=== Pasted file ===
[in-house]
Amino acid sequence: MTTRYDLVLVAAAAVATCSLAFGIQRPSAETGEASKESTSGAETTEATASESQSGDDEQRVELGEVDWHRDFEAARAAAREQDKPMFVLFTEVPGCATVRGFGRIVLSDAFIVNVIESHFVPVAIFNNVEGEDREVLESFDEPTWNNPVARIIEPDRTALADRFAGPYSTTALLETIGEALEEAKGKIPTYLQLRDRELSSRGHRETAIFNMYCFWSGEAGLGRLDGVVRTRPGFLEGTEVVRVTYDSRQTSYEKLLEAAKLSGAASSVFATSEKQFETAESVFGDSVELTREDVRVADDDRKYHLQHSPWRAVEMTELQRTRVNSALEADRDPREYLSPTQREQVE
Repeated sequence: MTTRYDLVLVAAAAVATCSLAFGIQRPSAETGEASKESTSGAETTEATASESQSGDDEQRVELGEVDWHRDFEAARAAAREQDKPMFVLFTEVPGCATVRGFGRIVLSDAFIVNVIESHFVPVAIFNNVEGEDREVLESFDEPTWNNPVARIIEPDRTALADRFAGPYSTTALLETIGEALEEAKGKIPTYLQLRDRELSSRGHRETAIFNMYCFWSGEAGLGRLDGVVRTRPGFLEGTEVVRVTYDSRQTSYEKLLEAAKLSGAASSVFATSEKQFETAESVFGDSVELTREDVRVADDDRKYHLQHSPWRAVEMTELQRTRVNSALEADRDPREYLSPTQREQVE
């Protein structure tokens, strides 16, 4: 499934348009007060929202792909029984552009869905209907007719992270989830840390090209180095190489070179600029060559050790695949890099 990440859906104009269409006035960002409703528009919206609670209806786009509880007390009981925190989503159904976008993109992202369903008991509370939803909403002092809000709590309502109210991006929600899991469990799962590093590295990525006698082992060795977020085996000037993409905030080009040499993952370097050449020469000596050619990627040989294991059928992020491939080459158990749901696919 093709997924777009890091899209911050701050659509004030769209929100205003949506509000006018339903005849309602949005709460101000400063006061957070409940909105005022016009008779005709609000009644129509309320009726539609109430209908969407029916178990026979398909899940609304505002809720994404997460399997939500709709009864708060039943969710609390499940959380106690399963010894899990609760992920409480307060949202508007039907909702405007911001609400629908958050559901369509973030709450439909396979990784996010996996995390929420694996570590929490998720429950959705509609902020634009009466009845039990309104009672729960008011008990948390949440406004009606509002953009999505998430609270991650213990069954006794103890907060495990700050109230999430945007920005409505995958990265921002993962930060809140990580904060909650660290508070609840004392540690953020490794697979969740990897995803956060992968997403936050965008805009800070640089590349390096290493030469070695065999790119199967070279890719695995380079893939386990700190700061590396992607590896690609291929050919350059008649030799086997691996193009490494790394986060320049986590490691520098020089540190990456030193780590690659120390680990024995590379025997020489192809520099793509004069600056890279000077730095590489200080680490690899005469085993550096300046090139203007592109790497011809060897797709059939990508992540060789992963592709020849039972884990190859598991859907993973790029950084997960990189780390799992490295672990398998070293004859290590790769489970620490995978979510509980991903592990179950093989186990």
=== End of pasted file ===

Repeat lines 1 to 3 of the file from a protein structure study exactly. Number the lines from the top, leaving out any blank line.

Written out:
[in-house]
Amino acid sequence: MTTRYDLVLVAAAAVATCSLAFGIQRPSAETGEASKESTSGAETTEATASESQSGDDEQRVELGEVDWHRDFEAARAAAREQDKPMFVLFTEVPGCATVRGFGRIVLSDAFIVNVIESHFVPVAIFNNVEGEDREVLESFDEPTWNNPVARIIEPDRTALADRFAGPYSTTALLETIGEALEEAKGKIPTYLQLRDRELSSRGHRETAIFNMYCFWSGEAGLGRLDGVVRTRPGFLEGTEVVRVTYDSRQTSYEKLLEAAKLSGAASSVFATSEKQFETAESVFGDSVELTREDVRVADDDRKYHLQHSPWRAVEMTELQRTRVNSALEADRDPREYLSPTQREQVE
Repeated sequence: MTTRYDLVLVAAAAVATCSLAFGIQRPSAETGEASKESTSGAETTEATASESQSGDDEQRVELGEVDWHRDFEAARAAAREQDKPMFVLFTEVPGCATVRGFGRIVLSDAFIVNVIESHFVPVAIFNNVEGEDREVLESFDEPTWNNPVARIIEPDRTALADRFAGPYSTTALLETIGEALEEAKGKIPTYLQLRDRELSSRGHRETAIFNMYCFWSGEAGLGRLDGVVRTRPGFLEGTEVVRVTYDSRQTSYEKLLEAAKLSGAASSVFATSEKQFETAESVFGDSVELTREDVRVADDDRKYHLQHSPWRAVEMTELQRTRVNSALEADRDPREYLSPTQREQVE